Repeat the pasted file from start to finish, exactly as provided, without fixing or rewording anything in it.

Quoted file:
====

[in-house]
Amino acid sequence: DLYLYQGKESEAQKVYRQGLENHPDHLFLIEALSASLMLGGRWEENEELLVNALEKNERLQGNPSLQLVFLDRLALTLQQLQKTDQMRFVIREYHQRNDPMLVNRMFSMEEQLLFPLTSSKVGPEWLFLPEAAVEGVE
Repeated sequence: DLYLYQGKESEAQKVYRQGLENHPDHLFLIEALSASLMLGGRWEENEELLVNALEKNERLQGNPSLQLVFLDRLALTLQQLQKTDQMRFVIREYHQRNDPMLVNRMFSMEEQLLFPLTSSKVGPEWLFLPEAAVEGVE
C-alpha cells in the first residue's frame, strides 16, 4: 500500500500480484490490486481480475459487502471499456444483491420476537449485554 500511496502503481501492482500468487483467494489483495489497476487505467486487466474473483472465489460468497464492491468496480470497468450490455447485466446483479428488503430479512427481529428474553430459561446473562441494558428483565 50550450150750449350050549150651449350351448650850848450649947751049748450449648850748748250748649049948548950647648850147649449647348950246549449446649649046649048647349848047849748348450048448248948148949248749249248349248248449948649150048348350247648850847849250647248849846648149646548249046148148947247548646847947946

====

[in-house]
Amino acid sequence: DLYLYQGKESEAQKVYRQGLENHPDHLFLIEALSASLMLGGRWEENEELLVNALEKNERLQGNPSLQLVFLDRLALTLQQLQKTDQMRFVIREYHQRNDPMLVNRMFSMEEQLLFPLTSSKVGPEWLFLPEAAVEGVE
Repeated sequence: DLYLYQGKESEAQKVYRQGLENHPDHLFLIEALSASLMLGGRWEENEELLVNALEKNERLQGNPSLQLVFLDRLALTLQQLQKTDQMRFVIREYHQRNDPMLVNRMFSMEEQLLFPLTSSKVGPEWLFLPEAAVEGVE
C-alpha cells in the first residue's frame, strides 16, 4: 500500500500480484490490486481480475459487502471499456444483491420476537449485554 500511496502503481501492482500468487483467494489483495489497476487505467486487466474473483472465489460468497464492491468496480470497468450490455447485466446483479428488503430479512427481529428474553430459561446473562441494558428483565 50550450150750449350050549150651449350351448650850848450649947751049748450449648850748748250748649049948548950647648850147649449647348950246549449446649649046649048647349848047849748348450048448248948148949248749249248349248248449948649150048348350247648850847849250647248849846648149646548249046148148947247548646847947946